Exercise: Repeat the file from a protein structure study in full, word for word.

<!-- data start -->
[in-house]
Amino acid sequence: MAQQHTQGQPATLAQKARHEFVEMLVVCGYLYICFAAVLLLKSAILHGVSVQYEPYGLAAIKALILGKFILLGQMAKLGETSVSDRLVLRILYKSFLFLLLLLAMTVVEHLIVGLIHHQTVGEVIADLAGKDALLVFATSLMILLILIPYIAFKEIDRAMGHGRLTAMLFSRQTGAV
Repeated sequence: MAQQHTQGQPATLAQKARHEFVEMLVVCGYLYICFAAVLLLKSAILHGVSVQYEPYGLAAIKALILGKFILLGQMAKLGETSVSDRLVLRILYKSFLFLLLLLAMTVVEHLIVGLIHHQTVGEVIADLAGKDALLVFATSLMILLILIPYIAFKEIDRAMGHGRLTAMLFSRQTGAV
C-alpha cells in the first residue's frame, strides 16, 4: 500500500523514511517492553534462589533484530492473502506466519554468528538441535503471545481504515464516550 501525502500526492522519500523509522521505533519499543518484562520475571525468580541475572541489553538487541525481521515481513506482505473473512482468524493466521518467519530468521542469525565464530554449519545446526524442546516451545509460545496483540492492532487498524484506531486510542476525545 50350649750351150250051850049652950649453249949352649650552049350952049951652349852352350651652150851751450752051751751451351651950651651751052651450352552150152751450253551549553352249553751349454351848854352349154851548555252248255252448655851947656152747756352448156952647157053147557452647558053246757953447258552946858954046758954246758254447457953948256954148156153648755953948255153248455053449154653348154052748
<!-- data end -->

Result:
[in-house]
Amino acid sequence: MAQQHTQGQPATLAQKARHEFVEMLVVCGYLYICFAAVLLLKSAILHGVSVQYEPYGLAAIKALILGKFILLGQMAKLGETSVSDRLVLRILYKSFLFLLLLLAMTVVEHLIVGLIHHQTVGEVIADLAGKDALLVFATSLMILLILIPYIAFKEIDRAMGHGRLTAMLFSRQTGAV
Repeated sequence: MAQQHTQGQPATLAQKARHEFVEMLVVCGYLYICFAAVLLLKSAILHGVSVQYEPYGLAAIKALILGKFILLGQMAKLGETSVSDRLVLRILYKSFLFLLLLLAMTVVEHLIVGLIHHQTVGEVIADLAGKDALLVFATSLMILLILIPYIAFKEIDRAMGHGRLTAMLFSRQTGAV
C-alpha cells in the first residue's frame, strides 16, 4: 500500500523514511517492553534462589533484530492473502506466519554468528538441535503471545481504515464516550 501525502500526492522519500523509522521505533519499543518484562520475571525468580541475572541489553538487541525481521515481513506482505473473512482468524493466521518467519530468521542469525565464530554449519545446526524442546516451545509460545496483540492492532487498524484506531486510542476525545 50350649750351150250051850049652950649453249949352649650552049350952049951652349852352350651652150851751450752051751751451351651950651651751052651450352552150152751450253551549553352249553751349454351848854352349154851548555252248255252448655851947656152747756352448156952647157053147557452647558053246757953447258552946858954046758954246758254447457953948256954148156153648755953948255153248455053449154653348154052748